News | Announcement
FOCUS ON…STD Testing Is For Everyone Zehra Siddiqui, DO, Medical Director, Ryan Chelsea-Clinton
Ryan Health encourages our patients to get tested for Sexually Transmitted Diseases (STDs) when you have your annual checkup. That’s the simple message we want to convey for STD Awareness Month.
We know STDs are an awkward subject to discuss. But the ugly reality is that cases of STDs, especially those that don’t show outward symptoms, are on the rise. According to the Centers for Disease Control and Prevention’s (CDC) Division of STD Prevention, between 2013 and 2017:
- Syphilis cases nearly doubled
- Gonorrhea cases increased by 67 percent
- Chlamydia cases remained at record highs
Syphilis, gonorrhea, and chlamydia are asymptomatic, meaning that you won’t show symptoms. For example, the earliest sign of syphilis sometimes is a painless ulcer in your mouth, throat, or genital area, but that will go away in a short period of time without you noticing. Gonorrhea and Chlamydia can infect the throat or genital areas with no symptoms at all. Unfortunately, even though you see no symptoms, you are infected and could be spreading the disease to others, or even worse could suffer from long-term effects of the disease later on in life. Without regular testing, it could be years before you have a diagnosis.
Patients who are using PrEP and PEP must be screened every three months. Last year during the height of the pandemic many health centers, including Ryan Health, required testing every six months instead. CDC’s national guidelines were revised because of a shortage of tests due to the pandemic. We are back to the regular testing schedule now.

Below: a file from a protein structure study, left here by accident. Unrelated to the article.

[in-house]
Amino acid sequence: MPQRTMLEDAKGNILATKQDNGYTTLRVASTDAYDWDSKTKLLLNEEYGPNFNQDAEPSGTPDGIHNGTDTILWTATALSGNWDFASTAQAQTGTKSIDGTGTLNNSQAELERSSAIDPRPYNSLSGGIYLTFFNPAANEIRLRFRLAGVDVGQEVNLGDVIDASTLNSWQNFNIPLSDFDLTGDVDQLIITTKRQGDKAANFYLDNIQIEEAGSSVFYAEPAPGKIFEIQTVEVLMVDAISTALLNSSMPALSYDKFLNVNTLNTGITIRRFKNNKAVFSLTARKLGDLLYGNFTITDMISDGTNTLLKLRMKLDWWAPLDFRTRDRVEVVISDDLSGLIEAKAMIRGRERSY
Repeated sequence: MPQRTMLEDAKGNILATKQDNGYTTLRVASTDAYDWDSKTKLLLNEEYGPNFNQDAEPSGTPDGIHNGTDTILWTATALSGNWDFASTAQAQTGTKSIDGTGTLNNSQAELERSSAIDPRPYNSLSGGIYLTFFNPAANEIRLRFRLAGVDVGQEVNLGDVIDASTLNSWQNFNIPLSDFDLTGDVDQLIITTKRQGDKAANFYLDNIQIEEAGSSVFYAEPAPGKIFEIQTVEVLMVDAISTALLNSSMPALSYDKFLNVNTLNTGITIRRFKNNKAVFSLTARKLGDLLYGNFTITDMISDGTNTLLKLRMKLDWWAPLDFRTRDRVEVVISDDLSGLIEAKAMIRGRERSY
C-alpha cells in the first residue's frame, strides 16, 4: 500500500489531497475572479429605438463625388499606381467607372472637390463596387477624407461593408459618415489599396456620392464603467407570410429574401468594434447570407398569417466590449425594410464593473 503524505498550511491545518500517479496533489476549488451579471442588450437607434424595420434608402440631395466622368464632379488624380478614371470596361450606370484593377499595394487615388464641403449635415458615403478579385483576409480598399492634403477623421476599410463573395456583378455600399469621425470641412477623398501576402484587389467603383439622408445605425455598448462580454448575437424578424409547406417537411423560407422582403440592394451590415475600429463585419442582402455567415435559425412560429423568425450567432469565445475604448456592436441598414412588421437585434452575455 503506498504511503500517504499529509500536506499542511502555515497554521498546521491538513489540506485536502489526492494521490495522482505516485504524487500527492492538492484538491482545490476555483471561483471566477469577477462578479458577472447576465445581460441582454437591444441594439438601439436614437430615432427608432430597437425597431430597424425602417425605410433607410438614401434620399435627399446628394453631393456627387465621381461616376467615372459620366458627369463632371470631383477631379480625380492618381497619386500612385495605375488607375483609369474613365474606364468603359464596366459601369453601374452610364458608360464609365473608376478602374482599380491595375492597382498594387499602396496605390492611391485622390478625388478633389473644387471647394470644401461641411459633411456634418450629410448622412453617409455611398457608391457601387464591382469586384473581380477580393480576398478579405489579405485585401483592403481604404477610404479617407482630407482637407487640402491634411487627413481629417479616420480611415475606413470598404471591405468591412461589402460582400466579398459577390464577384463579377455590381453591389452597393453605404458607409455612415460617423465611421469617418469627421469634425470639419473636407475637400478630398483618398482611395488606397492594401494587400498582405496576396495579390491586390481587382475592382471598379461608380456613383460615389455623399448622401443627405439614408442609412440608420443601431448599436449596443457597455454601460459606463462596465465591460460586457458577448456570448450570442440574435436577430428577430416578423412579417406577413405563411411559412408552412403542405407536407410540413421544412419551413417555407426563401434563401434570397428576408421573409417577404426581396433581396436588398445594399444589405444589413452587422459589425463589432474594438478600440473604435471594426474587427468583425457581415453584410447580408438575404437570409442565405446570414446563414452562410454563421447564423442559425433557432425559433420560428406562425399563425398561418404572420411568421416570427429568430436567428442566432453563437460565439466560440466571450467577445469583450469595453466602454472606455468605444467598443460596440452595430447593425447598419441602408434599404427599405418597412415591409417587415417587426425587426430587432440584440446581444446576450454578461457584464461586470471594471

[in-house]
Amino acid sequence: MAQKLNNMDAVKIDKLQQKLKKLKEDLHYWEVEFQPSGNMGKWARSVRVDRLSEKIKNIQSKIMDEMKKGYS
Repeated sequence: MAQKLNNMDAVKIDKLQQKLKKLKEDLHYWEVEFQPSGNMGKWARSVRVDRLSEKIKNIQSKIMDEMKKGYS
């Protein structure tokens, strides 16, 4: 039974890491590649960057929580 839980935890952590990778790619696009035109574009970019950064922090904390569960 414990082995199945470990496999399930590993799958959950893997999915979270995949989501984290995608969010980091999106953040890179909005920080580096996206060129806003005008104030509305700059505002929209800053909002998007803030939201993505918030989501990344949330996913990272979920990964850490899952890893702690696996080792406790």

Some STDs, like Hepatitis A and Hepatitis B, have vaccines that prevent infection. And while there is no vaccine for Hepatitis C, there is a cure. Cases of Hep C are on the rise again. The opioid crisis and drug epidemic have brought it to a new generation, and today we see Hep C in people in their 20s and 30s.
At Ryan Health, we ask everyone about their sexual history, starting at age 13. We follow all privacy guidelines, of course, as these conversations may be uncomfortable for people under the age of 18. But our concern is your health and safety.
So, how can you protect yourself from contracting an STD?
- Get any vaccination that exists for STDs, such as hepatitis A and B, or HPV. That’s the easy part.
- Protection is still the best option. Practice safer sex, use condoms and caution, and be safe.
- Get tested regularly. There’s nothing to be embarrassed about. Ask your doctor when you have your annual checkup.
- Have an open conversation with your partners about your sexual history and your sexual practices. If COVID-19 has taught us anything, it’s that we are all much more open to discussing who we’re encountering.
The CDC’s Digital Toolkit for STD Awareness Month provides a ton of information about STDs, how to avoid them and how to treat them. The bottom line is that testing is the simplest and most effective way to know where you stand.
What else you need to know:
You don’t need to see a doctor to get an HIV or STD test at Ryan Health. Anyone can get tested for HIV or STDs at any time through our Prevention, Education and Outreach (PEO) Department. Testing is rapid, convenient, and confidential.
Whether you want to see a doctor or get tested through our PEO Department, use our online MyCare Portal to make an appointment. Or call us at 212-749-1820.
Ryan Health participates in New York City’s Play Sure, Be Sure, Stay Sure project on HIV and STD prevention. Learn more.